- Improvement of operational environment
CONTRARY to claims that traders are closing businesses due to unfavourable environment, available data show that 147,818 new ventures were registered between July 2018 and April, this year, against only 16,252 that were closed.
Deputy Minister for Finance and Planning Dr Ashatu Kijaji has refuted claims by several legislators and members of the public that businesspersons are closing down shops, stressing that the contrary is true.
“As a matter of fact, available statistics show that many businesses were established between July last year and April, this year. It should be noted that all legal ventures are being undertaken as usual,” Dr Kijaji stated.
She added, “To prove that business environment is flourishing in the country, revenue collections by TRA (Tanzania Revenue Authority) remain at over one trillion monthly since the fifth phase government came to power…how could the government continue to collect increased revenues if businesses were closing down?”
Dr Kijaji made the explanation while reacting to some contributions by the lawmakers who debated the budget estimates for the Ministry of Industry and Trade.
The ministry had asked the House to approve 100.4bn/- for development and recurrent votes. The deputy minister was clear that all businesses operating legally and paying requisite taxes will continue to thrive given the conducive business and investment climate in the country.
Several MPs who contributed in the budget estimates, including Busega MP Raphael Chegeni (CCM) accused the government of telling lies in regard to the number of new and closed business ventures across the country.
Shadow Minister for Industry and Trader Anthony Komu (Moshi Rural- CHADEMA) described the business environment in the country as unpredictable and was chasing away potential investors and businesspersons.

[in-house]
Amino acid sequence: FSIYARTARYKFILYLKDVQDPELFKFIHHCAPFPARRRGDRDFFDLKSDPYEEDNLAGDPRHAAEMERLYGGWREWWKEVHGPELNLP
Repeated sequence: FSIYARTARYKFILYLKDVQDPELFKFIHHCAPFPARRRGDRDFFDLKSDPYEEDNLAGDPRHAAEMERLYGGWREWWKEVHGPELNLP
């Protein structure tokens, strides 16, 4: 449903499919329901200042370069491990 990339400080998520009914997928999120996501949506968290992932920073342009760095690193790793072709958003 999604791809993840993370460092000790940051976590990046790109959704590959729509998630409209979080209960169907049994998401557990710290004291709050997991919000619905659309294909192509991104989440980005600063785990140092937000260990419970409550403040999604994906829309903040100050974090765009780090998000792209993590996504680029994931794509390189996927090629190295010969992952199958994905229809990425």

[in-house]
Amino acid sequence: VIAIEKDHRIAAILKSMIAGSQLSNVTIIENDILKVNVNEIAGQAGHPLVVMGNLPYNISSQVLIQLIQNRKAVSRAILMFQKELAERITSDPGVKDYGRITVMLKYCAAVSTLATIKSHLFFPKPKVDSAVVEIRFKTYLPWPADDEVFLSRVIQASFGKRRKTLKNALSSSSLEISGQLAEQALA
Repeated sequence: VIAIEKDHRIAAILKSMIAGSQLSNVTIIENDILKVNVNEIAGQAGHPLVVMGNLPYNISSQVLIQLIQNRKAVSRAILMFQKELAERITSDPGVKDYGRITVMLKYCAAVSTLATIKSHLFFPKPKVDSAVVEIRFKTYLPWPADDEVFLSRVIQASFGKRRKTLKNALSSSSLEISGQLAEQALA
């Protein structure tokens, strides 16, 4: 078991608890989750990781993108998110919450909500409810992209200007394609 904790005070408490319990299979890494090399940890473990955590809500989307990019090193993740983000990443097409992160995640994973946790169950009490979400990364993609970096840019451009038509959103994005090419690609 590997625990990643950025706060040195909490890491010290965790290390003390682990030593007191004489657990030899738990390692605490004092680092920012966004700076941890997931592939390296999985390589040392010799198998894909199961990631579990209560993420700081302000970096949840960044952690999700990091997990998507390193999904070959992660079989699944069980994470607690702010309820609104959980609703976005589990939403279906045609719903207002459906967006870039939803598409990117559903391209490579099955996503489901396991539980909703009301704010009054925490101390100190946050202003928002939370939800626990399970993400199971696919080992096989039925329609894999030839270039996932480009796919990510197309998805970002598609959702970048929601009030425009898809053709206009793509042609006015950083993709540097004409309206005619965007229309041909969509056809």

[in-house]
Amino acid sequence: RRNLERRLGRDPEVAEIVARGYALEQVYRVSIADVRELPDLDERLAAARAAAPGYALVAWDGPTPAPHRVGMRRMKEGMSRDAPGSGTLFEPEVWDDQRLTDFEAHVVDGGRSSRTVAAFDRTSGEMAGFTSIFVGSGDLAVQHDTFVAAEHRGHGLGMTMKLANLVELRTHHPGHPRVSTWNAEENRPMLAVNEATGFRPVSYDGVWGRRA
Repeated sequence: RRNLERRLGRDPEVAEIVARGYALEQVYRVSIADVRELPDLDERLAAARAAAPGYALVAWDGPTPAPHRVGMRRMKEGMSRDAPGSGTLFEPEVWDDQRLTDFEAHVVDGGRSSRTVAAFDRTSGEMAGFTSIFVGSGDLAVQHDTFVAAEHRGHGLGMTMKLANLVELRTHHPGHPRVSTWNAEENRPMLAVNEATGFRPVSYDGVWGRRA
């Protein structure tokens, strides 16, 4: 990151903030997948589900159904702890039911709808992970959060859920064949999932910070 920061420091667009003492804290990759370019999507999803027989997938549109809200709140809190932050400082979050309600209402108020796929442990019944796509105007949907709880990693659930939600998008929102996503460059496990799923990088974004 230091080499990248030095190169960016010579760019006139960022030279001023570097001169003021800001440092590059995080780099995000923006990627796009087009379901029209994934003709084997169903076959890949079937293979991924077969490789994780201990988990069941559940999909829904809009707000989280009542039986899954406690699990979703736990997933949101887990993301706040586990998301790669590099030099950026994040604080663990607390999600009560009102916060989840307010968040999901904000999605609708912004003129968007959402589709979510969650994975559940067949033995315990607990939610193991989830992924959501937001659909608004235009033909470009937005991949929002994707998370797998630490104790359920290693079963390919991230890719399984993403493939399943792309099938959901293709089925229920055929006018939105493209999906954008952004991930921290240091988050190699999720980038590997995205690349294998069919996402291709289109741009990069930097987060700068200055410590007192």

The opposition MP claimed further that the cost of doing business in Tanzania is high compared to other East African Community (EAC) countries. “Numerous levies and charges imposed by regulatory and public institutions are unhealthy for the economy.
For instance, one wishing to set up a dairy processing plant is required to pay 28 separate levies and charges and a starting capital of 33m/-,” he claimed.
Mr Komu also charged that the government through TRA owes 45bn/- in Value Added Tax (V AT) to companies operating in the country, a situation he claimed paints a negative picture for potential investors and businesspersons.
Arumeru West MP Gibson Ole Meiseyeki (CCM) proposed a meeting between President John Magufuli and business community to iron out issues affecting investment and trade in the country.
The MP claimed further that TRA is harassing traders and investors and urged the tax collector to foot the costs associated with electronic tax stamps rather than imposing them on manufacturers.
“We are discouraging investments through these added costs to investors and businesspersons.
TRA should bear the costs for the electronic tax stamps,” he emphasised Renowned industrialist- cum-politician Salim Hassan Turky (Mpendae- CCM) accused some government institutions of frustrating local investors and traders.
Mr Turky claimed that even as local business community and industrialists respond positively in setting up new factories, they are being held back by the government institutions.